In the interest of air quality the IMO, MARPOL Annex VI mandated fuel sampling for all vessels over 400GT. “But actually, there are two reasons to sample bunkers, regulatory and commercial,” says YPI’s yacht manager, Capt. Guy Huybrechts, who holds an unrestricted deep sea master’s ticket with lots of cruise ship experience before joining YPI.
Certainly an unhappy class and/or flag state surveyor waving MARPOL is not good news. But on any size yacht, having “CREW NEGLIGENCE” written next to a seven-figure machinery casualty caused by contaminated fuel is not career enhancing either.
So following a few simple fuel sampling steps is important. Remember, it’s not unheard of for yachts to unknowingly receive low flashpoint fuel that, even if low sulphur and clean, can be very dangerous.
Capt. Huybrechts says the first step is straightforward but vitally important, regardless of the size of yacht. When ordering bunkers, state clearly what you need, buy it from a reputable source and document that order i.e. “Please deliver 100,000 litres of Marine Gas Oil as per ISO 8217 DMA quality.”
The next step is to always get a properly completed Bunker Delivery Note (“BDN” in IMO SPEAK) and keep it for three years.
Once the fuel is flowing, the IMO suggests sampling continuously but at the receiving end, even laying out three methods to do it. However, because few yachts have the necessary fittings, they instead tend to take the samples straight from the truck – but remember, take one from each and every truck or barge and hope the hose was clean and above all make sure you have enough liquid to perform an analysis.
The IMO guidelines say that two samples should be obtained and placed in clean 400-ml bottles, 95 percent filled, sealed and properly labelled.
One should be sent out for analysis, although yachts often do this only if there are problems. Ideally of course, fuel should not be used until the results are received, but with yachts having a small number of relatively small bunker tanks, this is often just not possible. (It also probably goes without saying that once lots have been mixed, it’s impossible to prove which lot caused your problem.)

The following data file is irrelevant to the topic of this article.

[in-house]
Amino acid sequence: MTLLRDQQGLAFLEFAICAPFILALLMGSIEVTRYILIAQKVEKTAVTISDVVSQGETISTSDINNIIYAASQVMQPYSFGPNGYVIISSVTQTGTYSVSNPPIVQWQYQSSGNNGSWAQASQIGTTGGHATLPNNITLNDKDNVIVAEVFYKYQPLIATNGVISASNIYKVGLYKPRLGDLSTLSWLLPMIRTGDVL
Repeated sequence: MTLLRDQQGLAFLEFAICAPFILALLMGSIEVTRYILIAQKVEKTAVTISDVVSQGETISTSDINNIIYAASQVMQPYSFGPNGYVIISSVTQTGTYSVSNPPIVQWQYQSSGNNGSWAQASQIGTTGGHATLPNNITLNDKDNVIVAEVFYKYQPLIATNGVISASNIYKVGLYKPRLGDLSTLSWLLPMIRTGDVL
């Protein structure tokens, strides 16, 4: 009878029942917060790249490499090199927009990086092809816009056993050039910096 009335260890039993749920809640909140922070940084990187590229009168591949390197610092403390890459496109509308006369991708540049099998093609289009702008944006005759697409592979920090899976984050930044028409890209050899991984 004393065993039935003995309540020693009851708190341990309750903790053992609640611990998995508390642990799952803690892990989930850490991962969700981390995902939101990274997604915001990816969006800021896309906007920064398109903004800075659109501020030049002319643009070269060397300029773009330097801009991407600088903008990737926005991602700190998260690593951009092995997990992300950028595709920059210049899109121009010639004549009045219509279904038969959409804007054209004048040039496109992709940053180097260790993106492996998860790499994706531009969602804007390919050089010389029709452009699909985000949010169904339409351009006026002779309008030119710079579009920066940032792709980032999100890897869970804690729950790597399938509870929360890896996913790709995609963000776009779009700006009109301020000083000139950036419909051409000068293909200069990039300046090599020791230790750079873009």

The other bottle, regally called the “statutory sample,” must be retained for at least a year on board, in segregated, secure storage, outside of the accommodation presumably to avoid it’s getting mixed up with the Single-Malt.
Although all this is solid good practice, remember that if you’re over 400GT much of it is required, subject to survey and on occasion Port State control.
In turn, most flag states have delegated the IAPP (“International Air Pollution Prevention”) surveying responsibility to classification societies whose surveyors do all kind of vessels with all types of fuel – high and low sulphur – so they might not be really up on superyachts.
Consequently Capt. Huybrechts suggests that key to a successful IAPP survey is managing surveyor expectations with good first impressions.
He advises first making sure the surveyors understand that they are on board a superyacht in case they just came from a bulker with both high and low sulphur fuel; then proudly show them your three years of delivery notes and twelve months of fuel samples.
Sadly, regularly changing the filters just isn’t good enough anymore.
Lloyds has some really useful info at www.lr.org/NR/rdonlyres/764160D1-6DA3-4D6C-8BD0-73E8E12E7B46/37869/FOBASAnnexVI.pdf .
MARPOL Annex VI: www.imo.org/includes/blastDataOnly.asp/data_id%3D15732/129(53).pdf